When will heavy-duty pickups and vans compete on efficiency too?
If you live in the U.S., you’ve seen commercials for pickup trucks trumpeting “best-in-class” horsepower, towing, and payload capability. Get ready for a new trend in marketing pickups, as the efficiency wars increasingly encroach on the traditional horsepower wars. Believe it or not, pickup trucks are an area of major advances in efficient vehicle design and technology. Recent breakthroughs in the new EcoBoost Ford F150 and EcoDiesel Ram have led the way. Those trucks both achieve a combined city/highway fuel economy rating of 22–24 mpg on their EPA window sticker. Their fuel economy is so high that it about matches the 23-mpg average fuel economy of all the passenger cars (i.e., excluding SUVs, pickups) sold in the US as recently as 2006, before the new efficiency standards kicked in.
And, get this: The larger commercial heavy-duty pickups could follow with more substantial advances in the years ahead too.
There are over 2.3 million pickups and vans sold each year in the U.S. To give a sense of scale, that’s more than the total annual vehicle sales in France, or Canada, or South Korea. Pickups dominate this market segment, and they come in “light-duty” and “heavy-duty” versions. The heavy-duty versions have gross vehicle weight ratings (GVWR) of greater than 8,500 pounds, and account for roughly one-third of all pickup and van sales. The GVWR separates heavy-duty pickups (e.g., Ford F250/F350, Chevrolet 2500/3500, and Dodge 2500/3500) from their light-duty pickup cousins (e.g., Ford F150, Chevrolet 1500, and Dodge 1500). Light-duty pickups and vans are subject to more stringent fuel economy and emissions regulations, and new vehicles also must display the EPA fuel economy label to inform consumers about their fuel economy, fuel costs, and efficiency ratings relative to other new vehicles.
The light-duty trucks are getting major design overhauls to boost fuel economy and cut greenhouse gas emissions, as auto manufacturers gear up to meet increasingly stringent efficiency standards. For example, the new Ford F150 2.7-liter EcoBoost, the same one mentioned above, delivers about 24 mpg city, 36 mpg highway, and 28 mpg combined on the regulatory CAFE test). That’s 31% higher combined mpg than the 2010 F150 5.0-liter, and 54% higher combined mpg than the 2008 F150 5.4-liter with similar utility and performance. These very impressive efficiency gains come from the improved 6-speed automatic transmission, variable valve timing, turbocharging, direct injection, stop-start technology, and shedding 700 pounds.
How does this compare to the fuel economy of the new heavy-duty Ford F250 and F350 pickups? As the photo below of a window sticker for a Ford Super Duty pickup illustrates, nobody really knows (other than some Ford engineers, a few regulators, and any construction workers, farmers, and contractors who happen to tally the mpg for their own pickups) because the manufacturers aren’t required to publicly disclose that information. Even though the pickups and vans are now regulated under the 2014–2018 medium- and heavy-duty vehicle efficiency standards, no data has emerged on the fuel economy of each make and model. Without data, there is effectively no real “best in class.” And, because dealers also do not know, they cannot accurately advise prospective consumers on these vehicles’ fuel economy.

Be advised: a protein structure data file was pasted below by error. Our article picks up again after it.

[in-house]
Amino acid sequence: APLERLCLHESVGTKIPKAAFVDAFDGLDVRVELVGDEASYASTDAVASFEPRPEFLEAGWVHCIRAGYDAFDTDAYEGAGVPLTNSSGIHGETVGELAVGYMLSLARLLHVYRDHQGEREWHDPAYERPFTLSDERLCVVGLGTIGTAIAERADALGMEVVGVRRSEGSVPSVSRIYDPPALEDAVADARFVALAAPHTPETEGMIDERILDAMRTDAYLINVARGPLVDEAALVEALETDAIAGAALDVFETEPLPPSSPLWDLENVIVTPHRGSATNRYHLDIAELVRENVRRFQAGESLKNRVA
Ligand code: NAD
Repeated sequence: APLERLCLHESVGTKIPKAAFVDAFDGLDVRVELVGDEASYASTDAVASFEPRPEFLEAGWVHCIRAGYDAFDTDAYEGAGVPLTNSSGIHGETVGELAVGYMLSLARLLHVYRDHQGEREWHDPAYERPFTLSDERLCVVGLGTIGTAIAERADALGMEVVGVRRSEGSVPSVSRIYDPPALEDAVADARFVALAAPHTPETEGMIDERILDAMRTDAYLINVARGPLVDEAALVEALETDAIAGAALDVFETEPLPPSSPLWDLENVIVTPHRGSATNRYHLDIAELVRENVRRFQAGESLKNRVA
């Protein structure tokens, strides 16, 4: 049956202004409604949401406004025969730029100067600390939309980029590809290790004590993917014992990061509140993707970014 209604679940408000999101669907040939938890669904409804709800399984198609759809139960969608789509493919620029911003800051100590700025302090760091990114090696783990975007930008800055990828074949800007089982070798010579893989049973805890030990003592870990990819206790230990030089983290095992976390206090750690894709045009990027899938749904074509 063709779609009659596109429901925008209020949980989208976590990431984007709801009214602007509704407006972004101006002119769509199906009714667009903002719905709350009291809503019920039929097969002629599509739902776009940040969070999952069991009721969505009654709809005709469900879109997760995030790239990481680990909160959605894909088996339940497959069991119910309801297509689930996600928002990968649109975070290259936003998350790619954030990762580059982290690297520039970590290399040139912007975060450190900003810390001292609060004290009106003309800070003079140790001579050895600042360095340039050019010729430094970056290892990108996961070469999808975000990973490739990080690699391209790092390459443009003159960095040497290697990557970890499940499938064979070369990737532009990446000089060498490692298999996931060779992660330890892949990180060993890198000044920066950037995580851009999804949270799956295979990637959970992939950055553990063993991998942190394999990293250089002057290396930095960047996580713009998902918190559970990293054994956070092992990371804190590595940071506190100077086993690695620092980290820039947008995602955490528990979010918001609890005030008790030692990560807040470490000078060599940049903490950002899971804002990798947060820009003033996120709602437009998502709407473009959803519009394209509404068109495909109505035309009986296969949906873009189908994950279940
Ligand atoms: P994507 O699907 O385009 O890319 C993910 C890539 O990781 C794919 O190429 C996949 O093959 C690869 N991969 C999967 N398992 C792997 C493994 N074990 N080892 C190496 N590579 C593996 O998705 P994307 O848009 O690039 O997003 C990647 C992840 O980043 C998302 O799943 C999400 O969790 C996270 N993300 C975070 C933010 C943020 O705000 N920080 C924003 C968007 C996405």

Fuel economy label for commercial pickup truck.
But that could change. As we move closer to Phase 2 of the U.S. medium- and heavy-duty vehicle efficiency regulation (which covers commercial pickups and vans as well as tractors, trailers, and other trucks), there are many yet-to-be-resolved issues. Data on the exact fuel economy of the current makes and models is one of the key questions, as the lack of that information represents a market failure — buyers are unable to make informed decisions about their efficiency options and potential fuel savings.
Another question is how stringent the 2020+ standards will be. Using the only public database of commercial pickup and van fuel economy statistics, developed by the EPA and NHTSA during the 2011 rulemaking, we analyzed both the light- and heavy-duty full-size pickup and van fleets. All vehicles represented in that database were tested on chassis dynamometers on the same city and highway test cycles, but the heavy-duty versions were tested at about half of their maximum payload. This new report presents the data and assesses several key factors related potential technologies and the use of separate gasoline and diesel standards. The figure below shows the currently adopted standards, and tees up the question: How stringent will the new heavy-duty vehicle regulations be?
Baseline light-duty and commercial heavy-duty vehicle CO2 reduction, showing differing stringency of the current regulations that apply to each segment.
As the chart shows, full-size light-duty pickups and vans will have to see a reduction in CO2 emissions of approximately 40% by 2025, measured from a 2010 baseline, whereas heavy-duty pickups and vans will see roughly a 10% reduction in CO2 by 2018 on a sales weighted basis. Policymakers could consider many of the same light-duty technologies (like turbocharging, direct injection, cylinder deactivation, stop-start, lightweighting, etc.) as they contemplate the future efficiency of heavy-duty pickups and vans. Whether the heavy-duty standards will, in percentage terms, go anywhere near the light-duty pickup standards’ progressive 4% per year annual efficiency improvement is unclear.
The Phase 2 proposal from EPA and NHTSA is expected in June. At that point, we should get a better sense of how efficient the heavy-duty trucks are today. It also seems like a safe bet that some new and far more efficient heavy-duty pickups are on the way. Perhaps then the heavy-duty pickups, like their light-duty counterparts, will begin to compete on efficiency too.